It's often said that youth is wasted on the young. But according to a number of studies, 18- to 34-year-olds are making good use of their youthful energy by starting or investing in businesses.
In its January 1997 report, A National Survey Among Stock Investors, the Nasdaq Stock Market found that 19 percent of Generation X investors expect to use the proceeds from the sale of their stocks to start a business. And preliminary statistics gathered in 1993 as part of the National Panel Study of U.S. Business Start-Ups found that seven out of 10 start-ups are launched by people aged 25 to 34.
"They are old enough to have experience and young enough to have the energy," says Paul Reynolds, professor of entrepreneurial studies at Babson College in Babson Park, Massachusetts, and coordinator of the National Panel Study of U.S. Business Start-Ups. "By the time people get into their 40s, they become accustomed to a certain career path and have a commitment in that direction."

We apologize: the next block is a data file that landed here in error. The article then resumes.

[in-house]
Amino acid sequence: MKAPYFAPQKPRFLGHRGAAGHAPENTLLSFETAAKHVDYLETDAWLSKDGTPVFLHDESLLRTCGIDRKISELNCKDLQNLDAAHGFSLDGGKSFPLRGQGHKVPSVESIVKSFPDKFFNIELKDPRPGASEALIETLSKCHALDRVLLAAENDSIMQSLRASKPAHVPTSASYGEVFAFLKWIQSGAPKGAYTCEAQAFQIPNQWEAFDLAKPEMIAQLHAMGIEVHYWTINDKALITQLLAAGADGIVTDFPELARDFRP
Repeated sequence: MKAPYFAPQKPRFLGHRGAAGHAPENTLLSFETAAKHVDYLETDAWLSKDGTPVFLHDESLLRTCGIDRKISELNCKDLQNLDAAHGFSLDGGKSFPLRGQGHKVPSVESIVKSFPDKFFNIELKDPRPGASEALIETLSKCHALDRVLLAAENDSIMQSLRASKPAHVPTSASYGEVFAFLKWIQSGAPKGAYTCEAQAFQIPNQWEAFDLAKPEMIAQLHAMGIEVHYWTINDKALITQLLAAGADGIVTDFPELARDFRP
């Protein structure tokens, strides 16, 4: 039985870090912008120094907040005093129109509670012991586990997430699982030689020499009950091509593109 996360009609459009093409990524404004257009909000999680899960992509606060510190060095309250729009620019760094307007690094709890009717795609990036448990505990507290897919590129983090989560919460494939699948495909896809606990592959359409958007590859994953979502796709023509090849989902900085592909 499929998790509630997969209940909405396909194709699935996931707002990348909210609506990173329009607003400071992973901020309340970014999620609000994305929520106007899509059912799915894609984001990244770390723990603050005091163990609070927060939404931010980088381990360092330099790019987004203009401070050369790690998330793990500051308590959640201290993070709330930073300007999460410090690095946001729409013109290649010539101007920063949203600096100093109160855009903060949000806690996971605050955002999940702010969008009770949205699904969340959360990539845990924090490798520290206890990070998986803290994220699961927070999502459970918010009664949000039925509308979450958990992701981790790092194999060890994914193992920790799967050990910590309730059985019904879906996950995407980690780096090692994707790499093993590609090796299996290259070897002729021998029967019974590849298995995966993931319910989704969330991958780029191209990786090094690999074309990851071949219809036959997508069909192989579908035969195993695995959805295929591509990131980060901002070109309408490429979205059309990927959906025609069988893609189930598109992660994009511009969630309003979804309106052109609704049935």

Young U.S. entrepreneurs fall into two categories, says Reynolds. "One group seems to have full- or part-time employment, and the new business [is a] sideline. The other group seems more involved in starting a business," he says. The majority are male (60 percent) and white (73 percent).
The types of companies young entrepreneurs create range from manufacturing to service, with heavier concentrations in construction, retail and services.
These Xers are not impetuous egomaniacs whose eagerness to achieve causes them to fall by the wayside in larger numbers than other entrepreneurs. In fact, Reynolds found that their success rate mirrors the average.